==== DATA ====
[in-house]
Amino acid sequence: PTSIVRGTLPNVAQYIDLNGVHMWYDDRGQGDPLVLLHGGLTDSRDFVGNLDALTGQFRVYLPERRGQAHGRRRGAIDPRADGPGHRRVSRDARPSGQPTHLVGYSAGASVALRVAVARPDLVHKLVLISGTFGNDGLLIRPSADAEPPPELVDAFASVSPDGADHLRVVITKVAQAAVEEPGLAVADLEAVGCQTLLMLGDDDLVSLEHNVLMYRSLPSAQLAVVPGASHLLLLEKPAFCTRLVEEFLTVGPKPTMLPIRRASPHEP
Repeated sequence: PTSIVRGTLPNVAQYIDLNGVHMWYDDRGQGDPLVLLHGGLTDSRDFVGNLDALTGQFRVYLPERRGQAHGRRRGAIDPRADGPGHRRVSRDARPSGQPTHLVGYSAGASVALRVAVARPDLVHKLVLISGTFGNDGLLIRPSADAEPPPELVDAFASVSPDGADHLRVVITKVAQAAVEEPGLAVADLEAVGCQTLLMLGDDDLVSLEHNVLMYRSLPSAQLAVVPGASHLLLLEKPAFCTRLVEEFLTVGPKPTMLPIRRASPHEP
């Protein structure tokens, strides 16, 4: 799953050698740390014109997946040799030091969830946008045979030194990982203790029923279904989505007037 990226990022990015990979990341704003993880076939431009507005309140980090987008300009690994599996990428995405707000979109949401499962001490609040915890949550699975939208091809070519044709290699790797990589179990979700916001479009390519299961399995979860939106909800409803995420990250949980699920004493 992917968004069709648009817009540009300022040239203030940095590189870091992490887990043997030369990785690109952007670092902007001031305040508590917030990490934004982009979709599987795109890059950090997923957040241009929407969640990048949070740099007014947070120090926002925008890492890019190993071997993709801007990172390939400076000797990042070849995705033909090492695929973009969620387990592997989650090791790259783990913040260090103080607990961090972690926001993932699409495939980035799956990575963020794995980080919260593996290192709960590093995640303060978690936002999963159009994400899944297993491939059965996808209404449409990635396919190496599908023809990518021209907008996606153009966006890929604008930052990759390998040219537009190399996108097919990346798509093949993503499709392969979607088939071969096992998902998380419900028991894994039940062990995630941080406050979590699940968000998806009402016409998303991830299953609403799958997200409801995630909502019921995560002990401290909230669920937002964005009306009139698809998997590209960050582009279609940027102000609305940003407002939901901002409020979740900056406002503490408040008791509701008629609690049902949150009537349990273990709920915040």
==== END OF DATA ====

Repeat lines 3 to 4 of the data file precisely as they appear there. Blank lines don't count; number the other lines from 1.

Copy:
Repeated sequence: PTSIVRGTLPNVAQYIDLNGVHMWYDDRGQGDPLVLLHGGLTDSRDFVGNLDALTGQFRVYLPERRGQAHGRRRGAIDPRADGPGHRRVSRDARPSGQPTHLVGYSAGASVALRVAVARPDLVHKLVLISGTFGNDGLLIRPSADAEPPPELVDAFASVSPDGADHLRVVITKVAQAAVEEPGLAVADLEAVGCQTLLMLGDDDLVSLEHNVLMYRSLPSAQLAVVPGASHLLLLEKPAFCTRLVEEFLTVGPKPTMLPIRRASPHEP
């Protein structure tokens, strides 16, 4: 799953050698740390014109997946040799030091969830946008045979030194990982203790029923279904989505007037 990226990022990015990979990341704003993880076939431009507005309140980090987008300009690994599996990428995405707000979109949401499962001490609040915890949550699975939208091809070519044709290699790797990589179990979700916001479009390519299961399995979860939106909800409803995420990250949980699920004493 992917968004069709648009817009540009300022040239203030940095590189870091992490887990043997030369990785690109952007670092902007001031305040508590917030990490934004982009979709599987795109890059950090997923957040241009929407969640990048949070740099007014947070120090926002925008890492890019190993071997993709801007990172390939400076000797990042070849995705033909090492695929973009969620387990592997989650090791790259783990913040260090103080607990961090972690926001993932699409495939980035799956990575963020794995980080919260593996290192709960590093995640303060978690936002999963159009994400899944297993491939059965996808209404449409990635396919190496599908023809990518021209907008996606153009966006890929604008930052990759390998040219537009190399996108097919990346798509093949993503499709392969979607088939071969096992998902998380419900028991894994039940062990995630941080406050979590699940968000998806009402016409998303991830299953609403799958997200409801995630909502019921995560002990401290909230669920937002964005009306009139698809998997590209960050582009279609940027102000609305940003407002939901901002409020979740900056406002503490408040008791509701008629609690049902949150009537349990273990709920915040």